The common chain letter is an example of a Pyramid Scheme. Note that in a Pyramid Scheme, the "investors" are often (but not always) aware of their role in the scheme. Fully aware that there is no underlying product, today's investors pay for their place on the pyramid and then solicit tomorrow's investors.

Many Pyramid Schemes are substantially more complex, constructed to look like a legitimate MLM operation such as Amway where people buy in and then benefit from their product sales and the sales of those that they recruit into the operation. In these cases, the only people who realize that the operation is a scam are those at the top of the pyramid; the other investors believe that they are involved in legitimate MLM; a scam of this nature rocked the state of Kansas in the mid 1980's.

In this scam, Activator Supply Company sold ''activator kits'' to investors to grow milk-based bacteria cultures for resale to Culture Farms who, according to the marketing hype, processed them and sold them to Cleopatra's Secret to make cosmetics. It was a real moneymaker until regulators shut them down.

Investigators determined that the program was a hoax - there was no market for the cultures and the companies involved were all part of a giant circle. In actuality, the cultures sent to Culture Farms were processed and returned to Activator Supply, Co. to be resold. The people who invested had no idea - they were making money, and lots of it, but they had no idea that the money they made was taken directly from the investments of subsequent investors.

Although it is often asserted that the social security program is a classic example of a Pyramid Scheme, this is not the case. People do not buy into the SS program believing that they can entice their friends to join and realize a major return on their investment and, unlike the classic pyramid, the SS program is not necessarily doomed to collapse since the government requires participation and the government can subsidize it as necessary.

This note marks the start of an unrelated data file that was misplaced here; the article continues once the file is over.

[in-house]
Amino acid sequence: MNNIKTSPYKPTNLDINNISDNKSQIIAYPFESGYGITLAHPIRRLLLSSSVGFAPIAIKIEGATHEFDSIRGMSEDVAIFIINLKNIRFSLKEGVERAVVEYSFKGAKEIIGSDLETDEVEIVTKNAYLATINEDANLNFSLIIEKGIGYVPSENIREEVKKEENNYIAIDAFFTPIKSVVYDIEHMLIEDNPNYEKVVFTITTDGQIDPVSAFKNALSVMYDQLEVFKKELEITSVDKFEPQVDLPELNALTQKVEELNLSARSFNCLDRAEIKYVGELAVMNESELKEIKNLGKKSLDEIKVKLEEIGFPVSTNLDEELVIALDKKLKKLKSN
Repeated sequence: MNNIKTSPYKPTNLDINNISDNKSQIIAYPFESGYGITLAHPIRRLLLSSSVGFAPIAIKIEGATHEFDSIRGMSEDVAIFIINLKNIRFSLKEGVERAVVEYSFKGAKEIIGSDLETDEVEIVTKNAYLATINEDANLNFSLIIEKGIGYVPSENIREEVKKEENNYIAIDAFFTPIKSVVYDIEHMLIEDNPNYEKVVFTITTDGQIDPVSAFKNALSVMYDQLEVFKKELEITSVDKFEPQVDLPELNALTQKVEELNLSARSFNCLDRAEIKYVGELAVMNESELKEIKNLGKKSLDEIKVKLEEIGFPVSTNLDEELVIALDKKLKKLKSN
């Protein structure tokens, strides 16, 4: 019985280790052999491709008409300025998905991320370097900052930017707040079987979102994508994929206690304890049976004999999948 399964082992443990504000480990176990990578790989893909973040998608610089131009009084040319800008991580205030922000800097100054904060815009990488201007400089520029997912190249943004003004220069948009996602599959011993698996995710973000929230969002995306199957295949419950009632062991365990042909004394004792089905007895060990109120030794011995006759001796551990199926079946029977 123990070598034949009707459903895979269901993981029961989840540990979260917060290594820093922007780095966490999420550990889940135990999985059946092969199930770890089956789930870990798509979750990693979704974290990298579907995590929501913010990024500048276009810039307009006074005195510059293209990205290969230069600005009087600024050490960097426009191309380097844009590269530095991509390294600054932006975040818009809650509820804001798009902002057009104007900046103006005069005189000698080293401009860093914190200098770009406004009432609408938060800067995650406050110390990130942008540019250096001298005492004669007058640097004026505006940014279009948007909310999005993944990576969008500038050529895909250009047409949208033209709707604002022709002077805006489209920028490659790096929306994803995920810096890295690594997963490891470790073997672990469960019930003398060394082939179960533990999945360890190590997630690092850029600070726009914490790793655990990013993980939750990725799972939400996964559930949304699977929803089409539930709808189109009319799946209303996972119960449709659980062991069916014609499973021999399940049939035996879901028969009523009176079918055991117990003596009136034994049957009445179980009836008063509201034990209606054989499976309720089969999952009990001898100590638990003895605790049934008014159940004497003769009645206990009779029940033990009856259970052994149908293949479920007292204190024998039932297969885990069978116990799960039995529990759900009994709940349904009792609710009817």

Ponzi or Pyramid - either way, the con artists who perpetrate these scams are swindlers with sociopathic personalities who view everyone around them as bit part players in their own personal play. These people are devious beyond comprehension. Uninhibited by anything akin to conscience or remorse, they have no mercy and feel nobody's pain.

Charm and charisma can conceal a lot. It is hard to imagine that one of the most likeable people you ever met in your life, totally trusted by those you respect and admire, would destroy everything you worked your entire life to build while looking you in the eye and smiling in your face all the while.


Bill Branscum is a licensed Private Investigator and owner of Oracle International, an investigative agency he established in Naples, Florida following his career as a federal agent. His experience includes investigations related to narcotics smuggling, money laundering, securities fraud, the unlawful exportation of critical technology, the sexual exploitation of children and contract murder.

Oracle International maintains a web site at http://www.OracleInternational.com.